Large Run - Need some ideas on construction

Discussion in 'Coop & Run - Design, Construction, & Maintenance' started by Charrisse, Feb 22, 2012.

  1. Charrisse

    Charrisse Out Of The Brooder

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    Feb 15, 2012
    Nashville, Indiana
    We are about to begin construction on the large run.
    It will be probably 50X50 or 75X75 feet - wooded area. About 50 feet from the house. No way to cover the whole thing, so thinking of the "panic room" idea in the event of ariel attacks. Not to many hawks here - plenty of crows and geese haha (CAAAWWW CAWWWWW!!)

    What do I need to consider as a MUST HAVE, and what can be disregarded as eh, whatever's? My main concern is the occasional wandering dog, possum, coon.. the gals will be locked up in fort knox at night - so daytime will be my only problem.. its pretty uneventful around here. My neighbors chickens have done well, only one loss in 3 years, and that was when she didnt lock them up at night, has horrid fencing and something drug off one hen.

    Anyway - ideas for a large run, fencing type? Construction? Would barbed wire around the lower outer perimeter deter dogs from digging? Barbed on top outer perimeter keep things from climbing in? How high should fencing be? Will hens try to fly out?
     
  2. Judy

    Judy Chicken Obsessed Staff Member Premium Member

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    Feb 5, 2009
    South Georgia
    That's about what I have. It is 6' fencing buried about 6". I would have preferred wire attached to the bottom and laid on the ground about 2' out, but it's been there a few years and nothing has tried to dig under. I have one chicken who is an escape artist. I have observed a chicken sort of flapping and climbing the fence to get out or in on a very few occasions. Otherwise they stay in. We have plenty of hawks and crows, and I hear owls at night, but no losses to them that I know of. The only chickens we've lost while they were in this fenced yard were baby chicks with a broody. I have seen a hawk watching the chickens from a fence post or nearby building a few times. I believe the hawks around here are a bit small to take a grown chicken. We have dogs who patrol the property and usually chase off anything like a fox or bobcat, though fox have taken chickens before we built the fenced yard. We had losses from a coyote attack here once, with a very clear track next to my back porch, but the chickens had been turned loose out of the fenced yard at the time.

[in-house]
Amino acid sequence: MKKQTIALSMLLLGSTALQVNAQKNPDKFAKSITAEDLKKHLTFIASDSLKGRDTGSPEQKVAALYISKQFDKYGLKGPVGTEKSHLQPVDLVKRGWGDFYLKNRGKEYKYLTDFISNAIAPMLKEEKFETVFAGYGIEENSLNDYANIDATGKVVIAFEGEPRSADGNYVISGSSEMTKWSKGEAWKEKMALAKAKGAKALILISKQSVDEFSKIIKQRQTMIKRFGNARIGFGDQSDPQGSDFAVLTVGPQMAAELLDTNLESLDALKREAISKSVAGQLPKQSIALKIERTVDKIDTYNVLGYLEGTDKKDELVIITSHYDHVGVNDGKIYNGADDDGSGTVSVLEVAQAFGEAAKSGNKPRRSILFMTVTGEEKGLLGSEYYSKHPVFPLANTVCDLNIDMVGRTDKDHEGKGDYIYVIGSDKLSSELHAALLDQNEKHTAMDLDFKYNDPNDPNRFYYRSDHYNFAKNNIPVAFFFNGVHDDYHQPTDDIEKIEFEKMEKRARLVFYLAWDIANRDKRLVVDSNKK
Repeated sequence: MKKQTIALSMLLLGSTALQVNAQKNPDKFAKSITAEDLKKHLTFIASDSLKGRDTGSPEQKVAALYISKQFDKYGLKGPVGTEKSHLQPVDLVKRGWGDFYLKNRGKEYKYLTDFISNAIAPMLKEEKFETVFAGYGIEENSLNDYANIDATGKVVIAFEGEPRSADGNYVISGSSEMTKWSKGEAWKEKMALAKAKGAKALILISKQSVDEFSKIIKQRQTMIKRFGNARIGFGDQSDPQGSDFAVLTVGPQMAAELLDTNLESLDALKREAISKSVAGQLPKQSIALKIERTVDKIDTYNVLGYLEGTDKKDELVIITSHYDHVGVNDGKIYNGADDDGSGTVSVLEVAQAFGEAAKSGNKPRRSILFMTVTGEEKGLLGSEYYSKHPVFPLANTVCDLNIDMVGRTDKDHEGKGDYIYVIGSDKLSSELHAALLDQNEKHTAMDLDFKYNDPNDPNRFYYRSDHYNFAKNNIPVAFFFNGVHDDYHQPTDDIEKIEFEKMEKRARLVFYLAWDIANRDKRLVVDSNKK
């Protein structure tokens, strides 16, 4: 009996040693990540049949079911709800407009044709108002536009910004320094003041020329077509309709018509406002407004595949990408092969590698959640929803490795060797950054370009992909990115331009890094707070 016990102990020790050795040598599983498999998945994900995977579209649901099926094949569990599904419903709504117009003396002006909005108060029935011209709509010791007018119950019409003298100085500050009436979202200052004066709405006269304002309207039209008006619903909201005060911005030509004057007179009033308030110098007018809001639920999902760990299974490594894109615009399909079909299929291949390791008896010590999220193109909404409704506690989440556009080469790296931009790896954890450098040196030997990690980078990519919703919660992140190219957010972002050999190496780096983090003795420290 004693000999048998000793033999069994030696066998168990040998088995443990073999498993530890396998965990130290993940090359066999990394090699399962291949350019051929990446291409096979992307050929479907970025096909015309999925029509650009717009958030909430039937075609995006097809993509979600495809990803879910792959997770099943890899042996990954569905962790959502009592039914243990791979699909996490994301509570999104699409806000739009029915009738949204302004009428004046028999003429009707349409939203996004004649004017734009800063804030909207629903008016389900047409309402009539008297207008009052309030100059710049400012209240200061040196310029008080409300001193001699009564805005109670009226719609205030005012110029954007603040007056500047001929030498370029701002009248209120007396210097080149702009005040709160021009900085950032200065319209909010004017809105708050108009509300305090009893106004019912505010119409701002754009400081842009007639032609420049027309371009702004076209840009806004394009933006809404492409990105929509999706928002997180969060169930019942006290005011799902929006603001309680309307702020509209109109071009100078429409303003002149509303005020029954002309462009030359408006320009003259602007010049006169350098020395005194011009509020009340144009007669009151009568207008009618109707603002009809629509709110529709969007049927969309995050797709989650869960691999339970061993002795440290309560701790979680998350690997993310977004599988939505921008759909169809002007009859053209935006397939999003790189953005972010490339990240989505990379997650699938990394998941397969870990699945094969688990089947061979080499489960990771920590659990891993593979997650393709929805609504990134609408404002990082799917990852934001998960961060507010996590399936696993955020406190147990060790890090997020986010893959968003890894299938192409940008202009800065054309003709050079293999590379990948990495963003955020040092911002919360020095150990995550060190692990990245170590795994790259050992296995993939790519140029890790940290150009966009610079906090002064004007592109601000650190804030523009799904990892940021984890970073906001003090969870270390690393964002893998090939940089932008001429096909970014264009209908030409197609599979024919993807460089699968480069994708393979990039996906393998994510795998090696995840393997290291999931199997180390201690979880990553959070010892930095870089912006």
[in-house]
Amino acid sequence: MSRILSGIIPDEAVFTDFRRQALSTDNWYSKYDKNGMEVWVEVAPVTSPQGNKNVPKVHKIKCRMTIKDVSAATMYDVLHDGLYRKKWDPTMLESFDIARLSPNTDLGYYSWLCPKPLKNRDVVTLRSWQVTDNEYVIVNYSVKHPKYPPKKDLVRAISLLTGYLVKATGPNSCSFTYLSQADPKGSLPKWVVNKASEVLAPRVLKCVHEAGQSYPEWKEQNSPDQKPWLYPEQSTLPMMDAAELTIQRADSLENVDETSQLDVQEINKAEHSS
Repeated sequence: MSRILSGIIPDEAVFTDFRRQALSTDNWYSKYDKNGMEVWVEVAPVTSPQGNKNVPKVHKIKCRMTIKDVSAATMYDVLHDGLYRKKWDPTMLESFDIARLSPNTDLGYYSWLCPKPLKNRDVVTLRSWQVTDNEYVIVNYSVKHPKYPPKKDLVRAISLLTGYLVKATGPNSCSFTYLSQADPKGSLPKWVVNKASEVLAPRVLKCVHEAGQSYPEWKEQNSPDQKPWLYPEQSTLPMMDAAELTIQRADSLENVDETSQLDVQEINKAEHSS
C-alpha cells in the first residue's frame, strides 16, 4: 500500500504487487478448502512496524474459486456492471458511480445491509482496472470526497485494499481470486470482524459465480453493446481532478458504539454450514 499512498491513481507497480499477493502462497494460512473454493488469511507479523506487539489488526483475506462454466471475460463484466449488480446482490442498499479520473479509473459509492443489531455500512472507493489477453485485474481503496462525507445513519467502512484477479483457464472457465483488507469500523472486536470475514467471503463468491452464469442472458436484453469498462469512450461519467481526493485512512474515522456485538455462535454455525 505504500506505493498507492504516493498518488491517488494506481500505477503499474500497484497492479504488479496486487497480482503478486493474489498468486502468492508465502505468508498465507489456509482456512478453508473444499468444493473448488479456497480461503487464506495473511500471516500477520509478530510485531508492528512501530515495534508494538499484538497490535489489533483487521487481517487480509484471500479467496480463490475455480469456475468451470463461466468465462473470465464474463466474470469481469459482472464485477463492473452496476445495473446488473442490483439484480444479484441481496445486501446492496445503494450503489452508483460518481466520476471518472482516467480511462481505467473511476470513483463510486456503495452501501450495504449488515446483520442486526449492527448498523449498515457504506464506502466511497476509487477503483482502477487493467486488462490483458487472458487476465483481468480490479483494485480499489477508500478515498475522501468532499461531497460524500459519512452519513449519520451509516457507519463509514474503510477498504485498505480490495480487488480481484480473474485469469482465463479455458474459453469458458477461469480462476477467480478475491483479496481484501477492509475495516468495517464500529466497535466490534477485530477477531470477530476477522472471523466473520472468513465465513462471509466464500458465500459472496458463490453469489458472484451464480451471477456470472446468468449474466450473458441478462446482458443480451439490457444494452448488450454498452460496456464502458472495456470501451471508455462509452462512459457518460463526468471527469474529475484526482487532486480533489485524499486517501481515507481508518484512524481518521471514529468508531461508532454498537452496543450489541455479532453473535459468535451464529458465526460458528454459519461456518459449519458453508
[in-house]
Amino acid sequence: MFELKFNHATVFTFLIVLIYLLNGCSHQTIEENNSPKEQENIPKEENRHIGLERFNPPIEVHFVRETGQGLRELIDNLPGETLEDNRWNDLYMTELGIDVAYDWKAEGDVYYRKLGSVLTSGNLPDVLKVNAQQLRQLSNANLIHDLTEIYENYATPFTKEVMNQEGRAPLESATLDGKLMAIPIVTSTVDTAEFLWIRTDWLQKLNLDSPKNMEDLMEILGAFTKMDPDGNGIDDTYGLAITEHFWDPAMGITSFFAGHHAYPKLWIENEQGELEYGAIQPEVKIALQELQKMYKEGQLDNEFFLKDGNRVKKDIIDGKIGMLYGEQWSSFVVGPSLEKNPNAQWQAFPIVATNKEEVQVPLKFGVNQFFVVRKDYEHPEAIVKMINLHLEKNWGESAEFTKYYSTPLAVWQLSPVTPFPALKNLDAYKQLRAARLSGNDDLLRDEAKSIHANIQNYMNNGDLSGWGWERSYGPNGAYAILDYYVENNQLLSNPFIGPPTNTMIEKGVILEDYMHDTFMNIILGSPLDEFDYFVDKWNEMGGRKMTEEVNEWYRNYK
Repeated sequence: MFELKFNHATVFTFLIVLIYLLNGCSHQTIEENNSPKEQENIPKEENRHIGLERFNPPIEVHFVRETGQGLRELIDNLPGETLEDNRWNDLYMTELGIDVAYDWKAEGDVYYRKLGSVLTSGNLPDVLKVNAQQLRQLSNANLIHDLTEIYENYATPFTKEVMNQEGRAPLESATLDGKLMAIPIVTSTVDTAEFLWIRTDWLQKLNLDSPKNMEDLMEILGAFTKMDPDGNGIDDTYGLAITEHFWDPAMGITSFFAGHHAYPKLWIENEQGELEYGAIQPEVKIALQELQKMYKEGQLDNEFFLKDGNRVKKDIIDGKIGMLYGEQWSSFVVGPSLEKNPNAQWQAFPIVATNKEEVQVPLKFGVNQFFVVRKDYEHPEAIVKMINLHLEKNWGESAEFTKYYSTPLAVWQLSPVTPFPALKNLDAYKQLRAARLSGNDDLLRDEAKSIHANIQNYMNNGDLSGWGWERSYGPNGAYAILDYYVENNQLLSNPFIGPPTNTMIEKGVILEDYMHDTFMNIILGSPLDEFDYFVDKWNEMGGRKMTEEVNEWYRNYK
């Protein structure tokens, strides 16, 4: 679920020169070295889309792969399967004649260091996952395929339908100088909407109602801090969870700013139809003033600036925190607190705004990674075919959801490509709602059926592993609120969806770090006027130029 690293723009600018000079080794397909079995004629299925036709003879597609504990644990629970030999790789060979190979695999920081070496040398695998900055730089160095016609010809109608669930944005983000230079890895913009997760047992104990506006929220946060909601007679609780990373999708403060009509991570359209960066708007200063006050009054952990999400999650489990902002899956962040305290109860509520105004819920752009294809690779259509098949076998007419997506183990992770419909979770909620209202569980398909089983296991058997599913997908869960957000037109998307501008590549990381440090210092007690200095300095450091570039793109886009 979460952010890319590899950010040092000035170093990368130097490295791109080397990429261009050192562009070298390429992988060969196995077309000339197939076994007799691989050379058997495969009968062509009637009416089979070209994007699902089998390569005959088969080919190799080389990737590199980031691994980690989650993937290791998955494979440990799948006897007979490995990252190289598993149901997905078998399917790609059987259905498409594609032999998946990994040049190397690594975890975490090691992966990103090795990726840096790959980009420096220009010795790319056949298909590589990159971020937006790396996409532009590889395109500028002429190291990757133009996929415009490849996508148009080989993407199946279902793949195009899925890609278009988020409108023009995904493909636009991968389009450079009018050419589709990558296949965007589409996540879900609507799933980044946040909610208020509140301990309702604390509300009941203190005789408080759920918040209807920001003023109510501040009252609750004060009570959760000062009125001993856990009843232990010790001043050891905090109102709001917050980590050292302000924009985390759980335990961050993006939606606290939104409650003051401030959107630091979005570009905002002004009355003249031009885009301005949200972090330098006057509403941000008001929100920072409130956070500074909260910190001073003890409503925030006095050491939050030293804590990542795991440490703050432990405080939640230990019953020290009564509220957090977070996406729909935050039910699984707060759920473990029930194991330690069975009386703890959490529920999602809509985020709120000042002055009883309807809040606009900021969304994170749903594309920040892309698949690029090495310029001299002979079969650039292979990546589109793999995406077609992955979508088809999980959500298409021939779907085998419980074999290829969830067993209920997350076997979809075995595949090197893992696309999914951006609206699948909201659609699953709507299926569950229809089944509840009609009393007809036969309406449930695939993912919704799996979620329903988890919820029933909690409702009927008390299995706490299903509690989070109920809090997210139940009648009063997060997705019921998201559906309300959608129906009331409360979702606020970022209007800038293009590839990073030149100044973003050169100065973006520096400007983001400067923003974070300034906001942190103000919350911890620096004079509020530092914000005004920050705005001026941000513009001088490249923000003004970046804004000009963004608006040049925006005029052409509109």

There are actually no structures for them to get under in the yard, but there are annual weeds which grow in thick clumps 8' or 9' tall, with the dead stems lasting til the next spring, and the chickens group under them or hang around in the coop -- which is a large, airy structure with a fan, no warmer than outdoors in heavy shade in the summer. We've planted some things which will provide good cover in the yard in a few years.

    My fencing actually looks like chicken wire, but it is a heavy gauge galvanized material. I don't remember what it was called, but it was not called chicken wire. We originally had electric wire, 3 strands at 6", 2' and the top, attached, but never repaired it when it got messed up. The only animal that ever got zapped that we heard was one dog. There are a lot of rabbit, mice, etc. around for the foxes and hawks and such to eat.
     
  3. Charrisse

    Charrisse Out Of The Brooder

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    Feb 15, 2012
    Nashville, Indiana